Most nightmares occur during rapid eye movement (REM). A night usually goes through 4-6 sleep cycles, the sleep stages passing in about 90 minutes.
Nightmares are disturbing dreams that involve fear, anxiety, or terror. Nightmares are common, it begins in childhood and tends to decrease after about the age of 10. However, some people have nightmares as teenagers or adults, or throughout life.
Nightmare disorder vs Healthy control
Until the age of 13, boys and girls had nightmares in equal numbers. At age 13, nightmares become more common in girls than boys.
It seems that the daily nightmare has really become disturbing. But nightmares are usually nothing to worry about. It can become a problem if it happens frequently and causes sleep terrors.
Nightmare disorder symptoms
Nightmares are sleep disorders, unwanted experiences that occur during sleep. People have a nightmare in cases:
- Dream wake up.
- Feeling scared, worried, angry, sad, or disgusted as a result of the dream.
- Can think clearly upon awakening, and can recall details of dreams.
- Dreams occur near the end of sleep time.
- Dreams don't make getting back to sleep easy.
- Occasional nightmares, not a concern.
Talk to your doctor if nightmares
Frequent interruption of sleep.
It is the cause of the fear of going to sleep.
Most nightmares occur during rapid eye movement (REM). A night usually goes through 4-6 sleep cycles, the sleep stages passing in about 90 minutes. The REM phase lasts with each cycle, from a few seconds in the first cycle up to an hour in the last cycle. It's more likely to have a third nightmare of the night.
Other disturbances may be associated with nightmares. Many other factors can cause nightmares, including:
- Stress: Sometimes the usual pressures of everyday life, like a problem at home or school, cause nightmares. A major change, such as a move or the death of a relative, can have a similar effect.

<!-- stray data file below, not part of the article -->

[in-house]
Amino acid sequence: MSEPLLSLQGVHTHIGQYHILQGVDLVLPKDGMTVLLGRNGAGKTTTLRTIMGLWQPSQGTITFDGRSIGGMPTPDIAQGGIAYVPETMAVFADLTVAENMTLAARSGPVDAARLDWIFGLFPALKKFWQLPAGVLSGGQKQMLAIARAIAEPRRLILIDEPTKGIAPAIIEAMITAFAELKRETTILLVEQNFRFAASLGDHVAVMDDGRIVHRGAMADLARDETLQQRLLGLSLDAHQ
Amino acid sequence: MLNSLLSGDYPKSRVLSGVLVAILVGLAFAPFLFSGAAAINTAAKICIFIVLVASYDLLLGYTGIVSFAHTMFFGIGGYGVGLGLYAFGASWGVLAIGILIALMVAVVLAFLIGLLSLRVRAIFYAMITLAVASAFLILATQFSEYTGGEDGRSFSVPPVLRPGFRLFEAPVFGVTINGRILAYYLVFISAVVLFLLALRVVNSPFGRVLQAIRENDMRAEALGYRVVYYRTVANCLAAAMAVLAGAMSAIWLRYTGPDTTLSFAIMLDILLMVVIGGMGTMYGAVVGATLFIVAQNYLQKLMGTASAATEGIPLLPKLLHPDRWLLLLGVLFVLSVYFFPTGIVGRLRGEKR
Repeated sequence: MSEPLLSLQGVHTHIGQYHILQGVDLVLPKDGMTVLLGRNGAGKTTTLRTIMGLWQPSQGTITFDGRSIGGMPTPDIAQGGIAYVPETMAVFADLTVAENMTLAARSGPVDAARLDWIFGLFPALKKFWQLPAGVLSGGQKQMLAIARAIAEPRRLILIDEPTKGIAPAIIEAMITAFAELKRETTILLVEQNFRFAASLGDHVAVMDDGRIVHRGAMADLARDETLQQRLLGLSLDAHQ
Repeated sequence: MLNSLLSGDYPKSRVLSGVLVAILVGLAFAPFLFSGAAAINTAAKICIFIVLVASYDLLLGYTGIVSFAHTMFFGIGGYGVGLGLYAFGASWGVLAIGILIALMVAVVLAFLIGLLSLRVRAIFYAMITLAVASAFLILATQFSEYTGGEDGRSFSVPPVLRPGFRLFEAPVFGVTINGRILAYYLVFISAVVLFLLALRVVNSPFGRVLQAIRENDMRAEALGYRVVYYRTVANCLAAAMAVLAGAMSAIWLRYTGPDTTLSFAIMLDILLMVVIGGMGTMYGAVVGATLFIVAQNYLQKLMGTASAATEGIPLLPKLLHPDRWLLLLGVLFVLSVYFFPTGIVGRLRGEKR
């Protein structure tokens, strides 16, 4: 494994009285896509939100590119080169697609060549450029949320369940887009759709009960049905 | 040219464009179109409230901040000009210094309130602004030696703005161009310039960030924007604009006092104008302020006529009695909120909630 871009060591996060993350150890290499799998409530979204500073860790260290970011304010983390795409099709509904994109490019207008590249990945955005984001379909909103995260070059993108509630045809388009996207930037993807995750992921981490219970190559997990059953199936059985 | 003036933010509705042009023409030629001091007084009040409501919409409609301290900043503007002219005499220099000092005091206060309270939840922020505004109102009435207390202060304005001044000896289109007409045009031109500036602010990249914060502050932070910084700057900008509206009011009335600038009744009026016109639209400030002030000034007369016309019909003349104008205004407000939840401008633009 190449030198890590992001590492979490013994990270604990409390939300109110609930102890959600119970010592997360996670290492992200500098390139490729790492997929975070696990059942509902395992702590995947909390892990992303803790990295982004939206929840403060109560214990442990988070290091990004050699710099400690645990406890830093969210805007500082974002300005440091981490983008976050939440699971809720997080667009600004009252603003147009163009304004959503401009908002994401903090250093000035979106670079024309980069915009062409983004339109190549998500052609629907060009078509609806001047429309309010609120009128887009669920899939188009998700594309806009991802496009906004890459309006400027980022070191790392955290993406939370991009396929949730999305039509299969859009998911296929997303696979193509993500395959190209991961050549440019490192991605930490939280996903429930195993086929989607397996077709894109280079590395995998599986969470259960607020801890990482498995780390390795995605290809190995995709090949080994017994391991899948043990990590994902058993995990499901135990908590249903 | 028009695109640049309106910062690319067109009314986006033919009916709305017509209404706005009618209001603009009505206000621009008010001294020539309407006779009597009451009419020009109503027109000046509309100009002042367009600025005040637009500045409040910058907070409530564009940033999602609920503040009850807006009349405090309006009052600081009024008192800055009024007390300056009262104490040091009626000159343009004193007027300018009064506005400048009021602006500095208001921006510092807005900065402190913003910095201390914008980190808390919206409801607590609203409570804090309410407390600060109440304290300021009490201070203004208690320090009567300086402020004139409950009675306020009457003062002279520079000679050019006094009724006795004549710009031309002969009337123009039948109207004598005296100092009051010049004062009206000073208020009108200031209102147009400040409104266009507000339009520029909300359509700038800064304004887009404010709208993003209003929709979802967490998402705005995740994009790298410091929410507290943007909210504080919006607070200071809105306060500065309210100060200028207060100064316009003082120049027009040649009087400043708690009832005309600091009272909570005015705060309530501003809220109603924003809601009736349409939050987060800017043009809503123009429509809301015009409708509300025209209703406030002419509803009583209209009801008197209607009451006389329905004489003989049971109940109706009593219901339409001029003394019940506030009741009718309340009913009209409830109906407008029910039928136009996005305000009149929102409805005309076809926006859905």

- Traumatic events: Nightmares are common after an accident, injury, or another traumatic event. Nightmares are prominent in post-traumatic stress disorder.
- Horror books and movies: Reading scary books or watching movies, especially before bed, can trigger nightmares.
- Food before going to bed: Certain foods before bed, resulting in increased metabolism and brain activity, lead to nightmares.
- Diseases: Sometimes an illness causes nightmares, especially if it's accompanied by a fever.
- Certain medications: Some antidepressants, narcotics, and tranquilizers can cause nightmares.
Occasional nightmares are usually not a concern, but frequent sleep disruptions can be. It can cause too much daytime sleepiness. This can lead to difficulties at school or work or problems with everyday tasks such as driving.
Testing and diagnosis
There is no specific test done for nightmares. But if your sleep is severely disturbed, your doctor may recommend an overnight sleep study. It helps to determine if the nightmares are connected to sleep disturbance. During the study, technicians monitored brain waves, breathing, heart rate, and movement during sleep.
Nightmare disorder treatments
Treatment of nightmares is usually not necessary. If nightmares are associated with underlying health or mental condition, treatment is aimed at the underlying problem. If stress or anxiety seems to be contributing to nightmares, your doctor may recommend stress reduction techniques, counseling, or treatment.
Medicines are rarely used to treat nightmares. However, medication to reduce nightmares that occur rapidly during sleep. Wakefulness reduction during sleep may be recommended if severe sleep disturbance is present.
Lifestyle and remedies
If you have nightmares, try some relaxation techniques before bed. Take a warm bath, meditate or practice deep breathing. If you're struggling with nightmares, be patient, calm, and reassuring. Sometimes a little creativity can help.
Talk about dreams: Please describe the nightmare. What happens? Who in the dream? What did scary? Then remind your child that nightmares aren't real and can't hurt.
Reduce stress: If the child seems anxious or stressed, talk about what is bothering you. Practice some relief with simple activities, such as deep breathing.
Rewrite: Help your child visualize a happy ending to the nightmare. Encourage your child to draw a picture of the nightmare, talk to the characters in the nightmare, or write about the nightmare.
Sleepy supplies: You may feel safer sleeping with a stuffed animal, blanket, or another comfort.
Need protection: If the child is very young, a doll or stuffed animal can be used all night to protect against nightmares.
Brighten: Use a night light in your child's room. If he or she wakes up at night, light can be reassuring.
Open the entrance door: Leaving the door open at night won't feel lonely.
Security: If you have frequent nightmares, make sure your bedroom is safe. Skip the cot, and consider blocking doors or stairs in case of an attempt to run after the person wakes up.